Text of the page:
As Americans, we may not see anything unusual about the way we speak, dress or react to certain trends. Being surrounded by like-minded people who appreciate the same things, follow the same customs and abide by the same principles, makes it all seem normal.
As it turns out, our friends across the pond might not feel the same. We might find a more casual attire or a good tan extremely attractive, but other nationalities might agree to disagree. On that note, here are 8 quirky things Americans consider attractive, but others don’t.
Extra tanned skin
The trend for whiteness might have died but there’s a new trend in town among Americans, Caucasian women in particular, to get as tanned as possible in order to become more attractive. According to Dr. Deborah S. Sarnoff, a New York City dermatologist, extra tanned skin has gained popularity in recent years although it “is not, nor has it ever been, a universally accepted ideal.”
Pale skin was once a sign of high status as opposed to tanned skin which was associated with outdoor labor. It all changed with Coco Chanel who popularized tanning, which soon translated into having the time and money to travel all over the world.
Americans nowadays resort to all sorts of practices to darken their complexion, our current Commander and Chief being one of them, from tanning sprays to the so-called tanning pills which release color additives in the body, changing the skin color from orange to brownish. While tanned skin is considered attractive in the United States, people in other parts of the world, like Korea or India, would go to extreme measures to look paler or “pinker in tone,” says Sarnoff.
A smiling face
Considering their obsession with super white, pearly teeth, it’s no wonder Americans flaunt their chompers every chance they get. Some would say one of the reasons people in the United States smile that much is just to show that their orthodontic treatment really paid off. According to Jessica Tracy, a psychology professor at the University of British Columbia, in reality, Americans believe that people, especially “women who smile are absolutely very attractive”.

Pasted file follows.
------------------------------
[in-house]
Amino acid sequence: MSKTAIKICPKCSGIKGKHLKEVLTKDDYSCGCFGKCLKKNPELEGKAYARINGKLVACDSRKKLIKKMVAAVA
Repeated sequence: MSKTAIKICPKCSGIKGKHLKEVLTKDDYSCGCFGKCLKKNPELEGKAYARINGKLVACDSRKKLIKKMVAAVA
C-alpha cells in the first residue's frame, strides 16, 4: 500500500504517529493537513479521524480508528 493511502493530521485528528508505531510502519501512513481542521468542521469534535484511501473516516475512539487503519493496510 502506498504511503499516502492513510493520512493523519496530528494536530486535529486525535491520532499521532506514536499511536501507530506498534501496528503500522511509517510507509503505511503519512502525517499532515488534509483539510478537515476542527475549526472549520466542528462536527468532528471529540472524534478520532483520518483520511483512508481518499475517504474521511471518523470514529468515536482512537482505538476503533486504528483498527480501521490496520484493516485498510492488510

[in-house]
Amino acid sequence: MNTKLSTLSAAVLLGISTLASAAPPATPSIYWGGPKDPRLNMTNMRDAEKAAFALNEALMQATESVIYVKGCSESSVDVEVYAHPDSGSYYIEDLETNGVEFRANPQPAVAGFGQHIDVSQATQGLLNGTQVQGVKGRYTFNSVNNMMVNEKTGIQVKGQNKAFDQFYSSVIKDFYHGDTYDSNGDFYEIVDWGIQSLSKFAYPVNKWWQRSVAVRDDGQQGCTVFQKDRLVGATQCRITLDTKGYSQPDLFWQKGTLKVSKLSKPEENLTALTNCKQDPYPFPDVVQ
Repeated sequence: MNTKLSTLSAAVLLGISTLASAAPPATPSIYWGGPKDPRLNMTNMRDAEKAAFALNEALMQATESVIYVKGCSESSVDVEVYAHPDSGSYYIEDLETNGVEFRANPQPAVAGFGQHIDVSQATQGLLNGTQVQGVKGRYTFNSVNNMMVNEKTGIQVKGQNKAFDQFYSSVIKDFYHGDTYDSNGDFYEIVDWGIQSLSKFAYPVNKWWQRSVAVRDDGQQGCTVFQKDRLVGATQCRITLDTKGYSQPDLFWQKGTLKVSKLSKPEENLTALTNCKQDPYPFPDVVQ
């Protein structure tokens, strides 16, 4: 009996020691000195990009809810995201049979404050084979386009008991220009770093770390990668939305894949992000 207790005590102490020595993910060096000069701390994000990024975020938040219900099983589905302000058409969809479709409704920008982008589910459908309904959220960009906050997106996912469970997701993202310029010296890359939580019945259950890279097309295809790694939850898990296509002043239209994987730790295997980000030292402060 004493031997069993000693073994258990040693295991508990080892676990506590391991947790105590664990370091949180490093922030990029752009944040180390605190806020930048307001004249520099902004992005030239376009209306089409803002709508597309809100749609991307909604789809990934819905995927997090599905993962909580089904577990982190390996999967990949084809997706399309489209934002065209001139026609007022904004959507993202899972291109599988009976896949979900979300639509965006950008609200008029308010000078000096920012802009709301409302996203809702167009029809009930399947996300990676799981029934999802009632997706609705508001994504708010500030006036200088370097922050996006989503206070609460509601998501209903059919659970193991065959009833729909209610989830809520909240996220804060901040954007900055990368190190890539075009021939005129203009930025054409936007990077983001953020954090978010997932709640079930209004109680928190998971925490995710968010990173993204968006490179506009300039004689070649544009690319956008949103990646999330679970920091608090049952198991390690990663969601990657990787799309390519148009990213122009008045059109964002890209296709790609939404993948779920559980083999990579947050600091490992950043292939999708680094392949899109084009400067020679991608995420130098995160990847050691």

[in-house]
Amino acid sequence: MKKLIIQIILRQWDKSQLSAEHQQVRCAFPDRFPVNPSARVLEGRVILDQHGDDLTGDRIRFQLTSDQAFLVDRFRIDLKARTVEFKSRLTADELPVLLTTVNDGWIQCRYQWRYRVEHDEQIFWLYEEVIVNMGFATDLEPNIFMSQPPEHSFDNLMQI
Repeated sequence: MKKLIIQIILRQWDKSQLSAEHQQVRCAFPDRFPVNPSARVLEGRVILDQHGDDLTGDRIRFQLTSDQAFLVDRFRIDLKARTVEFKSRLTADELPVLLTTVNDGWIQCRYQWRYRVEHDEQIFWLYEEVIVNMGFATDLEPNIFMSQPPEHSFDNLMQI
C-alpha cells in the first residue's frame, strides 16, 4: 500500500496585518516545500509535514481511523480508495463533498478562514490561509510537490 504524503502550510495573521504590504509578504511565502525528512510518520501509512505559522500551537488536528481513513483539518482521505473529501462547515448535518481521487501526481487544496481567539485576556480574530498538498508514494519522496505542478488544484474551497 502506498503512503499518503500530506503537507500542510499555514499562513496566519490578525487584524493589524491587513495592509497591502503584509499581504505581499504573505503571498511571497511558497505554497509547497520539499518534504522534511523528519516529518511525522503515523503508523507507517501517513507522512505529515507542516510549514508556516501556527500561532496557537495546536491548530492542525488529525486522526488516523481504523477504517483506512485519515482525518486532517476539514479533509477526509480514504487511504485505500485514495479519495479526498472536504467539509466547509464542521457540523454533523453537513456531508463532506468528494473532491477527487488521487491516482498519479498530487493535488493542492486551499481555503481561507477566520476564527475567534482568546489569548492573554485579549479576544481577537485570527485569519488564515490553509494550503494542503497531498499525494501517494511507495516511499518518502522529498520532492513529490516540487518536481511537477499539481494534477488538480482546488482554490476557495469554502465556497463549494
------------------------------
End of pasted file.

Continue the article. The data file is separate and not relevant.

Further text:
As Tracy stated in her study published in Emotion, an American Psychological Association journal, smiling “was by far the most attractive expression women showed.” On the other hand, men are considered more attractive if they put on a more serious, even brooding, face. However, both men and women in the United States are known for their wide smiles, too wide, if we were to ask certain foreigners. In fact, according to a tourist from Finland, a person overdoing it with the smiling is usually considered: drunk, crazy, or American.
Americans like it skinny
We’re not talking about skinny jeans, but the people who can fit in skinny clothes in general. Although obesity in the United States reached unprecedented numbers in 2020, Americans are still obsessed with thinness and go to remarkable lengths to lose weight. In the past, fatness, especially in women, used to represent good health and wealth. Nowadays, in many people’s books, it stands for laziness and slackness.
In fact, in a recent study where participants were shown photos of underweight women, more than 50 percent of those surveyed claimed that being thin was a lot more attractive than being fat. Unfortunately, this quest for thinness makes people feel dissatisfied with their bodies, says Dr. Mairi Macleod, a researcher in the School of Psychology at the University of Dundee.
Cosmetic surgery here and there
Something else that Americans consider attractive is people who’ve had plastic surgeries to enhance some of their features. Thinness may be a desirable trait among citizens of the United States, but this doesn’t mean certain body parts cannot be made bigger. This can also be confirmed by the growing number of people resorting to plastic surgery for butt lifts, breast augmentation or other types of lifts involving the upper or lower body.